I guess it’s Composite Week, since this is my second Photoshop posting in a few days. We saw this Great Blue Heron (Ardea herodias) fishing for sculpin (mostly) in a nearby Seattle marina. I’m always drawn to reflections of boat masts in smooth or rippled water, and I loved the way these particular reflections swirled and blurred in response to the heron’s movements.
I went wider with the first shot, to frame the Great Blue Heron between two mast reflections. Then, I went closer for shots two and three, as she plunged into the bay and came up empty. (On previous dives, she caught at least two sculpin and a series of smaller fish.) There were two herons fishing the same spot, and they were gracious enough to let me photograph them for a half hour or so. I moved on before they did.
Click for larger image
A few more herons colliding with mast reflections … er … distracting elements. I know there are differing opinions on wildlife shots with habitat or environmental components. I like them when they add context or artistic interest to photos. It’s a subjective endeavor, and I’m always balancing my love of the abstract and unconventional with my passion for nature imagery.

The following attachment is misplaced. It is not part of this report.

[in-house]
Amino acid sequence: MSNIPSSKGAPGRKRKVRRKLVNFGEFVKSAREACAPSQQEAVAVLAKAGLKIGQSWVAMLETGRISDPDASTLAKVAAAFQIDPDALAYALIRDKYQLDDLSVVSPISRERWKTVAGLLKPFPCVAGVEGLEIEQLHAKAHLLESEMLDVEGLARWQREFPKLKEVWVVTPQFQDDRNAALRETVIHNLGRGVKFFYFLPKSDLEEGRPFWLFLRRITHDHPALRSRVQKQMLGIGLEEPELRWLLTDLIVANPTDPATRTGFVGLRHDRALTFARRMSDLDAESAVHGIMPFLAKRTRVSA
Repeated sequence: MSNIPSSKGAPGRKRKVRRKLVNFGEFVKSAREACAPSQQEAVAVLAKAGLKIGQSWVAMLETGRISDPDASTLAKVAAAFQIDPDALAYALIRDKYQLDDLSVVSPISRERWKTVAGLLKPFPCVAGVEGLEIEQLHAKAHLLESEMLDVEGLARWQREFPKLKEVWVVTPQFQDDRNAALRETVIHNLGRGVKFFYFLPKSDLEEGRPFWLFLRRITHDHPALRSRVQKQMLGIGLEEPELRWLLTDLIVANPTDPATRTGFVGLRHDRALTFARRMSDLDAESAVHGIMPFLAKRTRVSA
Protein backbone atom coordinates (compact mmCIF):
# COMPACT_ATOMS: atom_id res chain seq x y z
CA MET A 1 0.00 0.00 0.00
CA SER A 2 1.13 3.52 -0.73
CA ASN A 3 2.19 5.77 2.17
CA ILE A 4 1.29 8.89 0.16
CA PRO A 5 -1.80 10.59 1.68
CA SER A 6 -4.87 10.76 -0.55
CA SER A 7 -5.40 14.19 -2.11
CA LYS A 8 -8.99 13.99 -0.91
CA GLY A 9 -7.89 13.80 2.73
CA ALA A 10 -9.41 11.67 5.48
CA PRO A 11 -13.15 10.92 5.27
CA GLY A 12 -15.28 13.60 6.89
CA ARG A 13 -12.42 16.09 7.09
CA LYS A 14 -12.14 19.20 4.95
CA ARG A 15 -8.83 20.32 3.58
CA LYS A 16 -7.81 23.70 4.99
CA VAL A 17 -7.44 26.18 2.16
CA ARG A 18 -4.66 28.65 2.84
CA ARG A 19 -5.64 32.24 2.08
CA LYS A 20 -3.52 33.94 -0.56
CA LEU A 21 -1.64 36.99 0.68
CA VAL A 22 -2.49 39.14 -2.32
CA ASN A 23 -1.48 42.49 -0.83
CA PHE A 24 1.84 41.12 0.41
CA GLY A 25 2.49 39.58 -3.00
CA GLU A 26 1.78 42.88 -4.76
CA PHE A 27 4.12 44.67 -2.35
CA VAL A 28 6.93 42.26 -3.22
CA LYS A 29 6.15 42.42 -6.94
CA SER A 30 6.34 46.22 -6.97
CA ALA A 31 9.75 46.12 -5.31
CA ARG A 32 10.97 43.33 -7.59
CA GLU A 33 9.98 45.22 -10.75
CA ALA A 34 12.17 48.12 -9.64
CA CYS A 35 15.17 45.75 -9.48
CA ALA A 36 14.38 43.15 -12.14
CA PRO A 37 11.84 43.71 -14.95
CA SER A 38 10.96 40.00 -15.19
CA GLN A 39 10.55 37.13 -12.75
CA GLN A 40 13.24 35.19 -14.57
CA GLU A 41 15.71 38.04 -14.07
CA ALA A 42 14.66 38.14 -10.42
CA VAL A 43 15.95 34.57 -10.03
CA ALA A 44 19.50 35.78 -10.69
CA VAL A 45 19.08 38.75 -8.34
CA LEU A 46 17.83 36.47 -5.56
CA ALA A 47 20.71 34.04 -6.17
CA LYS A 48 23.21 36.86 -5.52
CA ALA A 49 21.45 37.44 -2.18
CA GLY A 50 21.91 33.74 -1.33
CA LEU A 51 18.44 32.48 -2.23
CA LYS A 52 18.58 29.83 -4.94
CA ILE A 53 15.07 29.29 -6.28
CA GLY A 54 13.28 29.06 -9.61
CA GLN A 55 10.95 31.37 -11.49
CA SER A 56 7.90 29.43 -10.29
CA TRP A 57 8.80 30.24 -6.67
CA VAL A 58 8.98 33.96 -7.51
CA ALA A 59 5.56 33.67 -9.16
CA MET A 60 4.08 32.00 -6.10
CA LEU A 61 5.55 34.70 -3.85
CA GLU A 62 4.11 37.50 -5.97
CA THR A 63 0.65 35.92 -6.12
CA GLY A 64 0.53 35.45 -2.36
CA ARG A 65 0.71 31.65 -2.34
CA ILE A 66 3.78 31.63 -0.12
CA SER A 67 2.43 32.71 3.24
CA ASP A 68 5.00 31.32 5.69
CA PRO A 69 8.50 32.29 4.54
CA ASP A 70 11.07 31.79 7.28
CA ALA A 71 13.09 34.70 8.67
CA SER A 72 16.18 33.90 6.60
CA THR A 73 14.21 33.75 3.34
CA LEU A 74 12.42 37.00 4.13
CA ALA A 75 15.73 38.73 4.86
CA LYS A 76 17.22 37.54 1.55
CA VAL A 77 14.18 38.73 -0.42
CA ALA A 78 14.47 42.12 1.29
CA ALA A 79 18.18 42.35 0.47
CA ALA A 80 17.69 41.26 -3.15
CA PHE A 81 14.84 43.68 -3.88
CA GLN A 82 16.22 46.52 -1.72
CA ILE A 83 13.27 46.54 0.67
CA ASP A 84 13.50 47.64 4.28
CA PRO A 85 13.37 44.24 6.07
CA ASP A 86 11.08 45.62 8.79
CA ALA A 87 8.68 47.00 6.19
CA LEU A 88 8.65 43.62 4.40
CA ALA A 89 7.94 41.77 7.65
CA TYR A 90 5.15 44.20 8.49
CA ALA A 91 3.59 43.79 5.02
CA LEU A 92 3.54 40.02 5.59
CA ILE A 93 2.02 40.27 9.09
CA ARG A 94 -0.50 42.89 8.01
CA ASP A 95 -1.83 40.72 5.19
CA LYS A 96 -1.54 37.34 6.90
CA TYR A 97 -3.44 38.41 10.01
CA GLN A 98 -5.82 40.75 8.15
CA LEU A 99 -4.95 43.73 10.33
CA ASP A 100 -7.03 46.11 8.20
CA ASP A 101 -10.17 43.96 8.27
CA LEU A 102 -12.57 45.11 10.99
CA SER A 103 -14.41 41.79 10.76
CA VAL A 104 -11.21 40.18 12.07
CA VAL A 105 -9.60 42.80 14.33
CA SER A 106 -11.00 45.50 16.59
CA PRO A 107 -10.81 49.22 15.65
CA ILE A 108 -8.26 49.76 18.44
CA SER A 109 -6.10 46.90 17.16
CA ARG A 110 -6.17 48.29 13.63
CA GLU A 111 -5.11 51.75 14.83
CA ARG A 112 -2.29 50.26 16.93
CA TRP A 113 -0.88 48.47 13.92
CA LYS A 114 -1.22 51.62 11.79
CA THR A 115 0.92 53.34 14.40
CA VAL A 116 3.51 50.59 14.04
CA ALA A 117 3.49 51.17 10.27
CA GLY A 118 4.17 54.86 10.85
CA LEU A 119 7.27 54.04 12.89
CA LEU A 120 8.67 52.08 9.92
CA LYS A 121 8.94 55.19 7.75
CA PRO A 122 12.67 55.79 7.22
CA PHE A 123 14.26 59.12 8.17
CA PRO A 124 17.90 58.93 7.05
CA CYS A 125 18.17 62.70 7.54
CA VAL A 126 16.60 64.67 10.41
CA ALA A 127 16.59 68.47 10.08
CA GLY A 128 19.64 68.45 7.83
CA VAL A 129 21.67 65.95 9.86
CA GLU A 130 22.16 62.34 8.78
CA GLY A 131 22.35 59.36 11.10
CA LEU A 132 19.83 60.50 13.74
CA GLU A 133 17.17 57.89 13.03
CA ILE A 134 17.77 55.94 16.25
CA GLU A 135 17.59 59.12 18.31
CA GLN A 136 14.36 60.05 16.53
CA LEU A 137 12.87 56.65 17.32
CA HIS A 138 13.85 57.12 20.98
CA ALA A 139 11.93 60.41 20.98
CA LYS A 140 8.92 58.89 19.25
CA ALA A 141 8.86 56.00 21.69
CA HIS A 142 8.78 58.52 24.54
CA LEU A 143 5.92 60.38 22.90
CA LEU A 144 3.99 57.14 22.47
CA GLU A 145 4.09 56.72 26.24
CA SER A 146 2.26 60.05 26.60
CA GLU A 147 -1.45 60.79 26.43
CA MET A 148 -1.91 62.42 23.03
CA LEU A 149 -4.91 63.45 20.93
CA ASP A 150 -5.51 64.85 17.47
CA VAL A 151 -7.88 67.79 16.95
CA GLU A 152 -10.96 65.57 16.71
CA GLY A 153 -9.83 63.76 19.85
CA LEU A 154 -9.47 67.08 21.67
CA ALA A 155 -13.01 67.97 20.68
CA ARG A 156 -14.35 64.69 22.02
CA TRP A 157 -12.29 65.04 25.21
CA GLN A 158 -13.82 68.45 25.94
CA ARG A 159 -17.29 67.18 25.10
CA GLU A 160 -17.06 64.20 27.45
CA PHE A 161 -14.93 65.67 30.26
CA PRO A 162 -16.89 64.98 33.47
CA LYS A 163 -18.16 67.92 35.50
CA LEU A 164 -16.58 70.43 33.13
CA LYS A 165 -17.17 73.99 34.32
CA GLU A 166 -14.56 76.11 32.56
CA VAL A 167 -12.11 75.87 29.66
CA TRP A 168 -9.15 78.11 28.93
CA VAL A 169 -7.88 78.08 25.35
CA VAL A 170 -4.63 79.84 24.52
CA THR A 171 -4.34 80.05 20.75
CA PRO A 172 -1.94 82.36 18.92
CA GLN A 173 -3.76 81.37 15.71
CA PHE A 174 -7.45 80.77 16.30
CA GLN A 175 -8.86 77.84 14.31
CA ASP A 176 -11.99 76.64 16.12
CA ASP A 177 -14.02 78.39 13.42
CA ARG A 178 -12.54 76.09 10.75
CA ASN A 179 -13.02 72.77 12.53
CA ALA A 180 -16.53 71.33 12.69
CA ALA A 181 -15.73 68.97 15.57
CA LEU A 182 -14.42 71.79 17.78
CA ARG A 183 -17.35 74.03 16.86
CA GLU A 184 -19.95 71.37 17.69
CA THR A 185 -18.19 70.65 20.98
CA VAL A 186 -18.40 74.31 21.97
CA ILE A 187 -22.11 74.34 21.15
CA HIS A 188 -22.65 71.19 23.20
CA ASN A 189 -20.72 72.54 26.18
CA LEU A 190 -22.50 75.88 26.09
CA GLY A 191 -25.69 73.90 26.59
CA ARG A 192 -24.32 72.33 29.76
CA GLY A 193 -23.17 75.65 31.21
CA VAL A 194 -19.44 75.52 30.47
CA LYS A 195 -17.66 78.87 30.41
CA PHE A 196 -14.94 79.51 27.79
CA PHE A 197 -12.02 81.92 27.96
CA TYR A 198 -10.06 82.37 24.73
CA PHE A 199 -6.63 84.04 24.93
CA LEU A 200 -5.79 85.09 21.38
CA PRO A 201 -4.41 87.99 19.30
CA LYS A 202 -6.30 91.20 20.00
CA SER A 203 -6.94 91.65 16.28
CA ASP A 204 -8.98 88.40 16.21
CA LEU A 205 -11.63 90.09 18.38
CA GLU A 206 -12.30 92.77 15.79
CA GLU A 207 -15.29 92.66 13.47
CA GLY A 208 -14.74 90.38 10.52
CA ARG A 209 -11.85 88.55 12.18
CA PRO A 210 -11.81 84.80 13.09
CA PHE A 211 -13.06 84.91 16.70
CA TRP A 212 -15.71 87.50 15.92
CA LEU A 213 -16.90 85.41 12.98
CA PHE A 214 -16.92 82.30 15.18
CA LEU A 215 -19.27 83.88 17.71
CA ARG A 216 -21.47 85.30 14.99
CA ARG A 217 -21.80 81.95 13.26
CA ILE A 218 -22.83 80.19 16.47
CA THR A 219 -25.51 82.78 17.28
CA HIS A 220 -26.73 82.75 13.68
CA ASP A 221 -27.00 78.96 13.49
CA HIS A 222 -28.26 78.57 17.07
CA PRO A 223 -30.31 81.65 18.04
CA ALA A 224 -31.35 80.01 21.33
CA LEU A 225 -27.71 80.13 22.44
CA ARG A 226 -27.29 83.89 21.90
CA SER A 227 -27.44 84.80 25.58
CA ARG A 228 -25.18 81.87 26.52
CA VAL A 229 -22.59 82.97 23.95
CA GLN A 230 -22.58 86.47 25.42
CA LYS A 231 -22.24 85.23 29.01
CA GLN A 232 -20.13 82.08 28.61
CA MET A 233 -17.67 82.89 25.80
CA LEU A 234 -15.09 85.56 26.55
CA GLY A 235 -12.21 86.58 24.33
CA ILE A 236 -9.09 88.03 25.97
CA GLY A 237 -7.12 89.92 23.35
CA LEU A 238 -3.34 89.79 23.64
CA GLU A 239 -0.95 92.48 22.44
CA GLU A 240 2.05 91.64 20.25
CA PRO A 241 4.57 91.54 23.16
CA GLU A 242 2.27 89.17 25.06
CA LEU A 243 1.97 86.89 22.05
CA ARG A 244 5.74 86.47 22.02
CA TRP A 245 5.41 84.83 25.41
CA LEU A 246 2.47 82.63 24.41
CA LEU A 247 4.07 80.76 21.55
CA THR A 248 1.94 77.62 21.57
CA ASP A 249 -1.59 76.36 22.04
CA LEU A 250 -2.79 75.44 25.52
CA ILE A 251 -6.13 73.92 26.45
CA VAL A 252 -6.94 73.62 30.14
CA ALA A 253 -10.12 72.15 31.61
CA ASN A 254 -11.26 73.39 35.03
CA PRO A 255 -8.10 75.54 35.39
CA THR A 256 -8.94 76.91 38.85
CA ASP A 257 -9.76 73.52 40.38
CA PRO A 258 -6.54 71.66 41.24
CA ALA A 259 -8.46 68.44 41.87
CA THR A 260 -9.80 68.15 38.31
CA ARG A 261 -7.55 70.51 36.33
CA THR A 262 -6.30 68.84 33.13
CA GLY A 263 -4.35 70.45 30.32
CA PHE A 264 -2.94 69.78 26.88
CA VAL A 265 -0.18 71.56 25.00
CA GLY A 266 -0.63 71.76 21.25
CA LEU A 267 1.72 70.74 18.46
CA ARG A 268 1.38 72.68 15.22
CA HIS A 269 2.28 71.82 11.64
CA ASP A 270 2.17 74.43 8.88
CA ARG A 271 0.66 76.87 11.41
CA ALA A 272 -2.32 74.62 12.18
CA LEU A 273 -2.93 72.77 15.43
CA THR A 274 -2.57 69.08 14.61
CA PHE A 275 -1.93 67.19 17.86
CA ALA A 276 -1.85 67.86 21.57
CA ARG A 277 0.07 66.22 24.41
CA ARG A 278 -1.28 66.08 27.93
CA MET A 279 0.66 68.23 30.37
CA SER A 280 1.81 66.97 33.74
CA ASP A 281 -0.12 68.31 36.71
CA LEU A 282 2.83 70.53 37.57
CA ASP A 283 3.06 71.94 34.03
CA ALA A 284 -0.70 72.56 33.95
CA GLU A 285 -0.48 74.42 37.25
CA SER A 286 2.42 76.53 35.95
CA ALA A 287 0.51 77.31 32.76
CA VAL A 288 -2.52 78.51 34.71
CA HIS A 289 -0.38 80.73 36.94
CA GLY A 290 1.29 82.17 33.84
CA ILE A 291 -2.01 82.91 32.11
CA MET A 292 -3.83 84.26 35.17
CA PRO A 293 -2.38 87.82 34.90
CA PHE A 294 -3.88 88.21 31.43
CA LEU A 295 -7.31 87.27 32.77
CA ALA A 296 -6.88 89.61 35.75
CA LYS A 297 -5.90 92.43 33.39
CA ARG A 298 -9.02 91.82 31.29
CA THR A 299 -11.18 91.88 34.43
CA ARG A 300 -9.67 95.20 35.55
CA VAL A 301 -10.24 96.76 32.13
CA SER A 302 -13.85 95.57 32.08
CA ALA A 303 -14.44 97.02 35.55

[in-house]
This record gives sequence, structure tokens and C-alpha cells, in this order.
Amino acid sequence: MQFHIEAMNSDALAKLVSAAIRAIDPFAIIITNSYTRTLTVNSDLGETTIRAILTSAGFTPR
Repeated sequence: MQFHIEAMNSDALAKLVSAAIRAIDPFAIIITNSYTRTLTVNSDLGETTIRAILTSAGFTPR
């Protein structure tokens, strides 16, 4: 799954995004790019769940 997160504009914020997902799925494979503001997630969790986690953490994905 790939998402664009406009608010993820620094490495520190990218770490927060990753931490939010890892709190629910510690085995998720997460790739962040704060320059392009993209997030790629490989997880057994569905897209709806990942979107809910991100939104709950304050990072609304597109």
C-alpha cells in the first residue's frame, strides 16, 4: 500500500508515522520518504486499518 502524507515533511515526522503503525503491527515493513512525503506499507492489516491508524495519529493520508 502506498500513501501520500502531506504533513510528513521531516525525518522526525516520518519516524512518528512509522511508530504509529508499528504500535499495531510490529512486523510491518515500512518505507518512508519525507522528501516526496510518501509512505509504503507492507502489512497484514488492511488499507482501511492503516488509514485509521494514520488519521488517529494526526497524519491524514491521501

A heron disrupting the lines and reflections:
People with cloning brushes … look away. 🙂 A lot of intersecting lines. This heron was hunched for the plunge, amid squiggly mast reflections.
Leaving the lines behind:
And, to decompress from lines, a clear-water plunge by a fishing heron who came up with a sculpin:
The heron did not turn toward the sun, as she carried her sculpin to nearby rocks. And, I didn’t want to interrupt her meal by changing locations. So, she and her fish are backlit here. We weren’t sure, but we figured it was a crafty move — that she opted to dine on land to avoid the risk of the fish slipping back into water. She headed straight back into Elliott Bay for more fishing.
Edited on 4/14/12 to add: this image, showing the greater context of the scene. This shows just one section of the marina, where the two herons meandered around the shallows of low tide.